NATO summit 2012 in Chicago has been marred by protests. Meanwhile history is repeating itself as NATO plans early exit from Afghanistan, says Soroor Ahmed of NVONews.Com
In what many future historians may interpret as another humiliating retreat from Afghanistan, NATO leaders on Monday (May 21) finally sealed a landmark agreement to hand control of Afghanistan over to its own security forces by the middle of next year. The deadline to withdraw its forces is Dec 31, 2014.
Just a day after the Group of Eight wealthy nations––who are fast turning poor––met in Camp David on Saturday NATO leaders, held a Summit in Obama’s hometown of Chicago on Sunday-Monday to formally committed to a US-backed strategy that calls for a gradual exit of foreign troops. The G-8 leaders, apart from other NATO allies, were present here too.
What remain unanswered is as to who would take control of Afghanistan. If world’s most powerful armies and air forces could not achieve the goal in 11 long years, how will the rump Afghan state under Hamid Karzai would survive. After all the British Empire played many such cards in 19th and 20th centuries but failed. And so did the Soviet Union.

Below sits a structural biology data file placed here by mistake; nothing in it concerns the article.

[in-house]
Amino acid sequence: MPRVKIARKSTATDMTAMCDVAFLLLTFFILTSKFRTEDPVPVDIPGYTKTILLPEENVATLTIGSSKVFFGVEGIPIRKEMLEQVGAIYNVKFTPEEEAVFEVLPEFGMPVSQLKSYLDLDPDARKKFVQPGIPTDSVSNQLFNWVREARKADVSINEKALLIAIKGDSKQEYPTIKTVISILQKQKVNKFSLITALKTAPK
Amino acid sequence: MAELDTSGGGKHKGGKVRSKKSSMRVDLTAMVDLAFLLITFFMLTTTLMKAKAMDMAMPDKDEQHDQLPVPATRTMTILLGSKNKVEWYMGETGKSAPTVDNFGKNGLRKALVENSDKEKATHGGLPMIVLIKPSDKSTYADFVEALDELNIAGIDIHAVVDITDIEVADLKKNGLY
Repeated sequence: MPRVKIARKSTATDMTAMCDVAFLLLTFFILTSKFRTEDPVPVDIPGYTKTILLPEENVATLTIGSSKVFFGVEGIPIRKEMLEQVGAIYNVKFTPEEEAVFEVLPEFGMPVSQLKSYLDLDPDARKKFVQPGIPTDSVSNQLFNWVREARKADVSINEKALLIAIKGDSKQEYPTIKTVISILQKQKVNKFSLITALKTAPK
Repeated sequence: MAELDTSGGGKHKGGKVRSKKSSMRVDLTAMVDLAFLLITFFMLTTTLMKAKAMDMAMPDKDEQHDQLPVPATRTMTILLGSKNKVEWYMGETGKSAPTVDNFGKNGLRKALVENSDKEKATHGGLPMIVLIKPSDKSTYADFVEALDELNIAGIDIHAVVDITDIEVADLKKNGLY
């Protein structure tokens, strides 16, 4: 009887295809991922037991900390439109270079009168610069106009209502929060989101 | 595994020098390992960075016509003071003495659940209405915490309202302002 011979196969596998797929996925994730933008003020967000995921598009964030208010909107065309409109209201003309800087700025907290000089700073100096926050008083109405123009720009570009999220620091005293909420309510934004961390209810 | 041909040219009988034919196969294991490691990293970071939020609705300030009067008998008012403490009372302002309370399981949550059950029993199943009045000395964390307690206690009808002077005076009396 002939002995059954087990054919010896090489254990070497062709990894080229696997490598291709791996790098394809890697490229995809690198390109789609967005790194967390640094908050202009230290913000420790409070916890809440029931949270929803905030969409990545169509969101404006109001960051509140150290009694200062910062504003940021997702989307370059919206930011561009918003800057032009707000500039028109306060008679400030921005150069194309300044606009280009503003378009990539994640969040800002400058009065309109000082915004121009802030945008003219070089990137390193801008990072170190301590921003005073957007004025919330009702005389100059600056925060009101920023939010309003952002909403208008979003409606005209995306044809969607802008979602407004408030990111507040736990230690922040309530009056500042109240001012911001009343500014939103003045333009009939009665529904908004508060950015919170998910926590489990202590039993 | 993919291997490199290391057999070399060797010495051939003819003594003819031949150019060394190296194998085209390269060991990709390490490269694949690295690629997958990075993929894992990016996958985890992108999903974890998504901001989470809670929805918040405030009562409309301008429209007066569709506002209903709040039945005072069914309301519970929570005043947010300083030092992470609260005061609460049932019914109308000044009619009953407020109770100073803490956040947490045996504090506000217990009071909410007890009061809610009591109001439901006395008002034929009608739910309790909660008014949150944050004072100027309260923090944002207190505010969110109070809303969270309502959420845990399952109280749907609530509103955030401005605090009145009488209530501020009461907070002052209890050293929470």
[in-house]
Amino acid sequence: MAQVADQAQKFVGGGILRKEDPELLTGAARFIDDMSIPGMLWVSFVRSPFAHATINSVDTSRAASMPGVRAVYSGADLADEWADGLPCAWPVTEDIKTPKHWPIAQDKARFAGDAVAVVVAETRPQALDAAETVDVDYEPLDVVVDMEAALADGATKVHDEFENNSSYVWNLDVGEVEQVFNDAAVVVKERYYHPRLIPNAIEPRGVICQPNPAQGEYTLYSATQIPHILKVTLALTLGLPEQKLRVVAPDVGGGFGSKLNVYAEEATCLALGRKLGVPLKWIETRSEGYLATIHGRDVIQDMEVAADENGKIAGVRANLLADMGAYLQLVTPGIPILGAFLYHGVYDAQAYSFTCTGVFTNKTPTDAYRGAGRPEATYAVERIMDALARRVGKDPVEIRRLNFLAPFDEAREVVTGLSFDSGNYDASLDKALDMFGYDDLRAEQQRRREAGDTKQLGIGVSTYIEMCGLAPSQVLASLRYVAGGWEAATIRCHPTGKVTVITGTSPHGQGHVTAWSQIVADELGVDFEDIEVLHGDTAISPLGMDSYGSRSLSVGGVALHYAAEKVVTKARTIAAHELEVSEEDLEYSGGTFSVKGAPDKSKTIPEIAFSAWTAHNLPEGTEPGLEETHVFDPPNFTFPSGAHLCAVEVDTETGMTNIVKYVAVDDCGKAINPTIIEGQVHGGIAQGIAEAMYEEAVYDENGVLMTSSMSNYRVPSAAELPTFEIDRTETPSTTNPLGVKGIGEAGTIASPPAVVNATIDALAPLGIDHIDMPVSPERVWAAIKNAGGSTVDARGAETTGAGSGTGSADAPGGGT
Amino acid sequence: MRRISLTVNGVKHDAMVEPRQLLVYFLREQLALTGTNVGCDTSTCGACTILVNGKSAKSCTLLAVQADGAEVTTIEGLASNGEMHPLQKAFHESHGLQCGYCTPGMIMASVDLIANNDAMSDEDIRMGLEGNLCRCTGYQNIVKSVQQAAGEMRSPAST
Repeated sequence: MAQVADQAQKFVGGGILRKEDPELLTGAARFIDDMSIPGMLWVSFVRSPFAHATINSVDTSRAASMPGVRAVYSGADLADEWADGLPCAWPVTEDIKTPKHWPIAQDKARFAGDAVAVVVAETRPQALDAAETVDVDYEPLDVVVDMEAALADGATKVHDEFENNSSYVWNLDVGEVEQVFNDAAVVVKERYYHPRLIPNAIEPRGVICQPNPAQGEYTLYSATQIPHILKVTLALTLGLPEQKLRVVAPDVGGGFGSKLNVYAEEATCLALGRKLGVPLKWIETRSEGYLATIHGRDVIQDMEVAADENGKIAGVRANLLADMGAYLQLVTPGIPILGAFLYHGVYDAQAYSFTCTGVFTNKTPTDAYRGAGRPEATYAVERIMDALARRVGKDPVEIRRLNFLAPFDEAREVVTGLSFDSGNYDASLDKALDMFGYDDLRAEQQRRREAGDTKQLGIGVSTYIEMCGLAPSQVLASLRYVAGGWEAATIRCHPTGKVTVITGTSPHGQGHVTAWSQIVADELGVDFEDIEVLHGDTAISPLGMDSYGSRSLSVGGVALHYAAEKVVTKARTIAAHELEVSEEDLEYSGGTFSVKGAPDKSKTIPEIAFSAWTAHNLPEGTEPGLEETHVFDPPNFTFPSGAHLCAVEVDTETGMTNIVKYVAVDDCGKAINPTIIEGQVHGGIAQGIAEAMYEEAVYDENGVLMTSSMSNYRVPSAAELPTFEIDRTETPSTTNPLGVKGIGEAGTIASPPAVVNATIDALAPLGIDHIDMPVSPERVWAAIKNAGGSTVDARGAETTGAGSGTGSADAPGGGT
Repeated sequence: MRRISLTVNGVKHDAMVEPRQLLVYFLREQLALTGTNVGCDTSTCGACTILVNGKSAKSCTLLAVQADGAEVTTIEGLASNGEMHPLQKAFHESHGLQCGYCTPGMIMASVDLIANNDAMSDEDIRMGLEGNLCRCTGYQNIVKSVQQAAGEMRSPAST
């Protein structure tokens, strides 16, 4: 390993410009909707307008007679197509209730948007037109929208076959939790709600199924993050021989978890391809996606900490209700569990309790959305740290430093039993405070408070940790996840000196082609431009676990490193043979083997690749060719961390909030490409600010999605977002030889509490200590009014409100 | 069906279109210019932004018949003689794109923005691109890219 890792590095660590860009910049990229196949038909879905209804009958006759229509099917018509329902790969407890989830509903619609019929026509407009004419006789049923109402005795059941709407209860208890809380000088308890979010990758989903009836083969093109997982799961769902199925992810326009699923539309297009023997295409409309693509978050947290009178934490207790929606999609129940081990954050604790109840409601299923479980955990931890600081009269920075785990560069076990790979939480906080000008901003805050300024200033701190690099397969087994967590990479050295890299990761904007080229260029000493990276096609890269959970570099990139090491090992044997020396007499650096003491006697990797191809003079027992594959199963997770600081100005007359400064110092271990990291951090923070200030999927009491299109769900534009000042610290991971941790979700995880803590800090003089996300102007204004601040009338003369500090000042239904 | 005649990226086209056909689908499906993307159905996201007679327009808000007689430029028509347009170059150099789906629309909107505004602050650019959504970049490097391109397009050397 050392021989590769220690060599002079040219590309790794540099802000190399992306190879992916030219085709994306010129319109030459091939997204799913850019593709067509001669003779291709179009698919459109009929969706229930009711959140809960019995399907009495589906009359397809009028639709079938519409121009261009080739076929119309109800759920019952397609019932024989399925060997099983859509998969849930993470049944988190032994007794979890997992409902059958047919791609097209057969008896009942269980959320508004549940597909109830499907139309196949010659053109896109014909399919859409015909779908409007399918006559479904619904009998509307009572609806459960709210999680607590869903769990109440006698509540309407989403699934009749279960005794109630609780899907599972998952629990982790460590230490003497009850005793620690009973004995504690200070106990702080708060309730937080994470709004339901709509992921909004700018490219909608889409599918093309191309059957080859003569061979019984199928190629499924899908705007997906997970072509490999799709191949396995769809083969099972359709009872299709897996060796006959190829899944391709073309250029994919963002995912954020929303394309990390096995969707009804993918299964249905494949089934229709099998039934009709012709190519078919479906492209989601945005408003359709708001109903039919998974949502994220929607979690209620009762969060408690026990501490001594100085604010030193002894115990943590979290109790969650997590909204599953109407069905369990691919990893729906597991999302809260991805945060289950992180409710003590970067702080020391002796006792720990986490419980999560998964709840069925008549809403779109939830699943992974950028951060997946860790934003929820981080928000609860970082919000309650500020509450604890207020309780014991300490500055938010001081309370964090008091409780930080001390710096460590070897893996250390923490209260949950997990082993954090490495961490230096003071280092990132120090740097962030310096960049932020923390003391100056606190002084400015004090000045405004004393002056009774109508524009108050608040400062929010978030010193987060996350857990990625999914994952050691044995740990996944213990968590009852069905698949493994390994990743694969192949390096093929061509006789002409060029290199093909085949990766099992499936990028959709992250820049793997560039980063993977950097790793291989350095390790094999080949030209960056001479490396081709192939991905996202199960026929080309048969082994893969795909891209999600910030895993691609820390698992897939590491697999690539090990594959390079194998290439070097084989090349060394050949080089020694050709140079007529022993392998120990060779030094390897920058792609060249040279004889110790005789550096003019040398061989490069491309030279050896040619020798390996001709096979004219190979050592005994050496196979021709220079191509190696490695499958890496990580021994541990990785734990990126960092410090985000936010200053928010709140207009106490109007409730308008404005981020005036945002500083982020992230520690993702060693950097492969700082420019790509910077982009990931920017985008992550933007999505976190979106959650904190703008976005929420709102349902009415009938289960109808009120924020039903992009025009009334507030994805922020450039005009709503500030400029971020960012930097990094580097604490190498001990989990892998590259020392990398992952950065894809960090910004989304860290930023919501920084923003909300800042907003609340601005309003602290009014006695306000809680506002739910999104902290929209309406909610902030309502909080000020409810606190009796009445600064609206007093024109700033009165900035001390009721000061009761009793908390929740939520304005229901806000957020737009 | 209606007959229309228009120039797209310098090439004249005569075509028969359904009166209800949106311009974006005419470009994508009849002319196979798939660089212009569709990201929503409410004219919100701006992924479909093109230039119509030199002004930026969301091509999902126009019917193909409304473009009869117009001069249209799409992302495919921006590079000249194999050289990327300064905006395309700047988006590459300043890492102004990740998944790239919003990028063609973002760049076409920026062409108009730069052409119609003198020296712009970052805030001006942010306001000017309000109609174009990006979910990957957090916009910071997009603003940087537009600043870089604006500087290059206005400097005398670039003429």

Though the 28-nation NATO succeeded in getting rid of Osama Bin Laden it failed to dismantle the Taliban war machine and many of its leader, including Mullah Omar, is very much alive.
President Barack Obama, who started his tenure with the withdrawal of forces from Iraq, now wants to show to the war-weary voters that the end is in sight in Afghanistan too.
So far other European NATO alliances are concerned they are almost on the verge of collapse and can not afford to be in that mountainous country for long. After all the Francois Hollande line prevailed over that of NATO’s commander in Afghanistan Gen John Allen and German Chancellor Angela Merkel.
Though Obama told a Summit session on Afghanistan “I am confident … that we can advance that goal today and responsibly bring this war to an end” what he did not say is that war does not come to end by just one party announcing it. Much depends on the response of the rival party.
The final communiqué of the Summit ratified plans for the NATO-led army to hand over command of all combat missions to Afghan forces by the middle of 2013. The withdrawal of most of the 130,000 foreign troops by the end of 2014 is just a symbolic gesture.
Western experts have started questioning whether the US and NATO have succeeded in their objective, which they propagate before attacking Afghanistan on Oct 8, 2001, that is, 27 daya after 9/11.
With Europe facing debt crisis, Obama was struggling to squeeze out commitments for what had yet to be covered of the $4.1 billion a year needed to fund Afghan security forces.
Besides, in the election year Obama has sought to dispel the concern of Americans that shaky allies will leave US troops to fight alone.